-----------------------------------------------------------------------------------------------
| Id  | Operation                       | Name        | Rows  | Bytes | Cost (%CPU)| Time     |
-----------------------------------------------------------------------------------------------
|   0 | SELECT STATEMENT                |             |     2 |   134 |    14   (0)| 00:00:01 |
|*  1 |  FILTER                         |             |       |       |            |          |
|   2 |   NESTED LOOPS OUTER            |             |     2 |   134 |    14   (0)| 00:00:01 |
|*  3 |    TABLE ACCESS FULL            | XT_TEST1    |     1 |    12 |    10   (0)| 00:00:01 |
|   4 |    VIEW                         |             |     2 |   110 |     4   (0)| 00:00:01 |
|   5 |     CONCATENATION               |             |       |       |            |          |
|   6 |      TABLE ACCESS BY INDEX ROWID| XT_TEST2    |     1 |    25 |     2   (0)| 00:00:01 |
|*  7 |       INDEX UNIQUE SCAN         | XT_TEST2_PK |     1 |       |     1   (0)| 00:00:01 |
|   8 |      TABLE ACCESS BY INDEX ROWID| XT_TEST2    |     1 |    25 |     2   (0)| 00:00:01 |
|*  9 |       INDEX UNIQUE SCAN         | XT_TEST2_PK |     1 |       |     1   (0)| 00:00:01 |
-----------------------------------------------------------------------------------------------

Predicate Information (identified by operation id):
---------------------------------------------------

   1 - filter("T2"."ID"*0 IS NOT NULL)
   3 - filter("T1"."A"=TO_NUMBER(:A))
   7 - access("T2"."ID"="T1"."B")
   9 - access("T2"."ID"="T1"."A")
       filter(LNNVL("T2"."ID"="T1"."B"))

Useful Queries in OEM12c PART-2

Arun Bavera - Thu, 2014-02-20 16:15
SOA/AIA 10g

From Management Views:

Total BPEL Instances in Last 1 Hour
SELECT sum(value) as TOTAL_NUM_INSTANCES, to_char(sysdate -2/24,'dd-mm-yyyy HH:MI:ss') as START_TIME ,to_char(sysdate -1/24,'dd-mm-yyyy HH:MI:ss') AS END_TIME
FROM  MGMT$METRIC_CURRENT
WHERE
  (target_name ='bpeltarget.myfullhostname1_bpel' or target_name ='bpeltarget.myfullhostname2.net_bpel')
  and metric_column ='closedInstances.load'
  and collection_timestamp > sysdate -2/24
  and collection_timestamp

Closed_Instances_Since_Last_Collection

SELECT target_name,column_label,to_char(collection_timestamp,'dd-mm-yyyy HH:MI:ss') Collected,key_value Domain,key_value2 BPEL_Process,value ClosedInstances,value/3600 "Avg Time Taken(Seconds)"
FROM  MGMT$METRIC_CURRENT
WHERE 
  (target_name ='bpeltarget.myfullhostname1_bpel' or target_name ='bpeltarget.myfullhostname2_bpel')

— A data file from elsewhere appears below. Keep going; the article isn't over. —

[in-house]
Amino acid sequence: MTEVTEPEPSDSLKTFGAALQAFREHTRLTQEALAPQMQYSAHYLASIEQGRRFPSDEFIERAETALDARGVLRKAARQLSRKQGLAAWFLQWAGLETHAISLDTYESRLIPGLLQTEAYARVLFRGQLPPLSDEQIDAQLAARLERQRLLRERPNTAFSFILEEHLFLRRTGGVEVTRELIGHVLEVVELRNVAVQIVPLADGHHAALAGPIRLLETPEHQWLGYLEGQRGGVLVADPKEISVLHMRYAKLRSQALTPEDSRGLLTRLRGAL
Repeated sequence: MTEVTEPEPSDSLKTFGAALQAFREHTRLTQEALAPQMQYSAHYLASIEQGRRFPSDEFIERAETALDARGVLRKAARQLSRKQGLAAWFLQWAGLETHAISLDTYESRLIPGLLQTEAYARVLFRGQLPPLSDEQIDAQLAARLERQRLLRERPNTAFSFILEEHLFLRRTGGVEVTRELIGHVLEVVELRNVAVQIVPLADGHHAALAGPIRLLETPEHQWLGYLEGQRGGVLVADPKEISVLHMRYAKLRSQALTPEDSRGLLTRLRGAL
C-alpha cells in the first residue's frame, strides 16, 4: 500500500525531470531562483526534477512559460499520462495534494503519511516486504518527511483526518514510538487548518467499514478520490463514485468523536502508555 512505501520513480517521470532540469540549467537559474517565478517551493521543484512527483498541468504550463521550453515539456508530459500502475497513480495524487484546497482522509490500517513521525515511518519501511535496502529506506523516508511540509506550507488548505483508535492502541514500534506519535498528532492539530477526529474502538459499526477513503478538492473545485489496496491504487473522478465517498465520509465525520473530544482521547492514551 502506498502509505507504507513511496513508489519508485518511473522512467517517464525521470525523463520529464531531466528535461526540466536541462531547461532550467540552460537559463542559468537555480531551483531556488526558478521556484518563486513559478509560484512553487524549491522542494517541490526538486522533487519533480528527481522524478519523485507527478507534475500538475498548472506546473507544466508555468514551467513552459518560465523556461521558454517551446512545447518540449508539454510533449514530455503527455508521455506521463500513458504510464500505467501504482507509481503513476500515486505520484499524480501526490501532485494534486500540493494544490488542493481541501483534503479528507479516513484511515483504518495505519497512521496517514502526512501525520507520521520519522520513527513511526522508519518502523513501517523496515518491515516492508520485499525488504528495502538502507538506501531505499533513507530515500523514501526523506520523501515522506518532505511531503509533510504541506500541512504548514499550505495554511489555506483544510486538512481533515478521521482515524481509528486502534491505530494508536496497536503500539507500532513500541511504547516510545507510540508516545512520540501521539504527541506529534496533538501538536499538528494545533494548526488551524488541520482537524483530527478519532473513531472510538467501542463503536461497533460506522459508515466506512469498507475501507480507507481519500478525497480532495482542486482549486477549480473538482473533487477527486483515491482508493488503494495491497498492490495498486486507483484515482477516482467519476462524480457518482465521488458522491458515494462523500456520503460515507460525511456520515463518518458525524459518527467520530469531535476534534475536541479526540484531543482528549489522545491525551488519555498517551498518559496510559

and metric_column ='closedInstances.load'
  and collection_timestamp > sysdate -2/24   
  and collection_timestamp
  and to_number(value) >0
 ORDER BY to_number(value) DESC



Directly From  Database using DBLink in OEM12c to SOA/AIA Database

Total BPEL Instances in Last 1 Hour
SELECT   COUNT(*) AS TOTAL_NUM_INSTANCES,((??EMIP_BIND_END_DATE??)-2/24)  Start_Time,  ((??EMIP_BIND_END_DATE??)-1/24)  End_Time
FROM     ORABPEL.CUBE_INSTANCE@mydblink
WHERE  ORABPEL.CUBE_INSTANCE.PROCESS_ID NOT IN
                      ('AIAAsyncErrorHandlingBPELProcess',  
                       'TaskActionHandler',  
                      'TaskManager',  
                      '__QuoteAccountHoldService',  
                      '__QuoteGlobalSalesTaxService',  
                      '__QuoteInputValidationService',  
                      '__QuotePricingService',  
                      '__QuotePromiseDatesService',  
                      '__QuoteStandardizeAddressesService',  
                      '__QuoteValidateShippingService')  
AND ORABPEL.CUBE_INSTANCE.CREATION_DATE >(??EMIP_BIND_END_DATE??)-2/24 
AND ORABPEL.CUBE_INSTANCE.CREATION_DATE <(??EMIP_BIND_END_DATE??)-1/24 

AND ORABPEL.CUBE_INSTANCE.state in (5,6)


SOA SERVICES PERFORMANCE MONITOR - PRD - HOURLY
SELECT PROCESS_NAME AS PROCESS,
       OPERATION,
/*         TO_CHAR (MIN (INSTANCE_START), 'MM/DD/YYYY HH24:MI')
            AS PROCESS_LOAD_START,
         TO_CHAR (MAX (ACTIVITY_END), 'MM/DD/YYYY HH24:MI') AS PROCESS_LOAD_END, */
         COUNT (*) AS NUM_INSTANCES,
         ROUND (
            COUNT (*) * 60
            / (EXTRACT (
                  SECOND FROM (MAX (ACTIVITY_END) - MIN (INSTANCE_START)))
               + EXTRACT (
                    MINUTE FROM (MAX (ACTIVITY_END) - MIN (INSTANCE_START)))
                 * 60
               + EXTRACT (
                    HOUR FROM (MAX (ACTIVITY_END) - MIN (INSTANCE_START)))
                 * 3600
               + EXTRACT (
                    DAY FROM (MAX (ACTIVITY_END) - MIN (INSTANCE_START)))
                 * 86400),
            2)
            AS THRUPUT_PER_MIN,
         ROUND (
            AVG (
                 EXTRACT (SECOND FROM ACTIVITY_END - INSTANCE_START)
               + EXTRACT (MINUTE FROM ACTIVITY_END - INSTANCE_START) * 60
               + EXTRACT (HOUR FROM ACTIVITY_END - INSTANCE_START) * 3600),
            2)
            AS DURATION_AVG,
         ROUND (
            MEDIAN (
                 EXTRACT (SECOND FROM ACTIVITY_END - INSTANCE_START)
               + EXTRACT (MINUTE FROM ACTIVITY_END - INSTANCE_START) * 60
               + EXTRACT (HOUR FROM ACTIVITY_END - INSTANCE_START) * 3600),
            2)
            AS DURATION_MEDIAN,
         ROUND (
            STDDEV (
                 EXTRACT (SECOND FROM ACTIVITY_END - INSTANCE_START)
               + EXTRACT (MINUTE FROM ACTIVITY_END - INSTANCE_START) * 60
               + EXTRACT (HOUR FROM ACTIVITY_END - INSTANCE_START) * 3600),
            2)
            AS DURATION_STDDEV,
         ROUND (
            MIN (
                 EXTRACT (SECOND FROM ACTIVITY_END - INSTANCE_START)
               + EXTRACT (MINUTE FROM ACTIVITY_END - INSTANCE_START) * 60
               + EXTRACT (HOUR FROM ACTIVITY_END - INSTANCE_START) * 3600),
            2)
            AS DURATION_MIN,
         ROUND (